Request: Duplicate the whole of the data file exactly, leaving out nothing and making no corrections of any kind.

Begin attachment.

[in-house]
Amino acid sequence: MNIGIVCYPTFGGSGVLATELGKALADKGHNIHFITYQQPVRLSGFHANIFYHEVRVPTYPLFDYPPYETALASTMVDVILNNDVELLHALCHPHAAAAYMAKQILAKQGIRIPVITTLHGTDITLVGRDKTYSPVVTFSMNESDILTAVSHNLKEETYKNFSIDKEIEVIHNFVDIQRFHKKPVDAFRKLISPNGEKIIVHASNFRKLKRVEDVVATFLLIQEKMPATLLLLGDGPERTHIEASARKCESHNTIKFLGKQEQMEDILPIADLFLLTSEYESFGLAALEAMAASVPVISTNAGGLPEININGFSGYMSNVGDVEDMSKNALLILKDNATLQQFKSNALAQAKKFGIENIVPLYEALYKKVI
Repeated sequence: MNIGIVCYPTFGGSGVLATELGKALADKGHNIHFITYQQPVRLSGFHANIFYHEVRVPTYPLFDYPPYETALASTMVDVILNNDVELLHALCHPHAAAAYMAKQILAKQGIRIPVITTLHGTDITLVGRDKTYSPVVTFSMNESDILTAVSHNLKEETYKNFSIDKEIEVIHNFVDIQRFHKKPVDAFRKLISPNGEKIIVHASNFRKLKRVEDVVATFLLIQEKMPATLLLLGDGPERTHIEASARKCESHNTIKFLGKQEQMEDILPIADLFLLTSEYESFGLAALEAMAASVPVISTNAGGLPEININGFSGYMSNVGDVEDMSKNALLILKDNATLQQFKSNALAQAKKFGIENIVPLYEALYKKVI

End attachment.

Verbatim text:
[in-house]
Amino acid sequence: MNIGIVCYPTFGGSGVLATELGKALADKGHNIHFITYQQPVRLSGFHANIFYHEVRVPTYPLFDYPPYETALASTMVDVILNNDVELLHALCHPHAAAAYMAKQILAKQGIRIPVITTLHGTDITLVGRDKTYSPVVTFSMNESDILTAVSHNLKEETYKNFSIDKEIEVIHNFVDIQRFHKKPVDAFRKLISPNGEKIIVHASNFRKLKRVEDVVATFLLIQEKMPATLLLLGDGPERTHIEASARKCESHNTIKFLGKQEQMEDILPIADLFLLTSEYESFGLAALEAMAASVPVISTNAGGLPEININGFSGYMSNVGDVEDMSKNALLILKDNATLQQFKSNALAQAKKFGIENIVPLYEALYKKVI
Repeated sequence: MNIGIVCYPTFGGSGVLATELGKALADKGHNIHFITYQQPVRLSGFHANIFYHEVRVPTYPLFDYPPYETALASTMVDVILNNDVELLHALCHPHAAAAYMAKQILAKQGIRIPVITTLHGTDITLVGRDKTYSPVVTFSMNESDILTAVSHNLKEETYKNFSIDKEIEVIHNFVDIQRFHKKPVDAFRKLISPNGEKIIVHASNFRKLKRVEDVVATFLLIQEKMPATLLLLGDGPERTHIEASARKCESHNTIKFLGKQEQMEDILPIADLFLLTSEYESFGLAALEAMAASVPVISTNAGGLPEININGFSGYMSNVGDVEDMSKNALLILKDNATLQQFKSNALAQAKKFGIENIVPLYEALYKKVI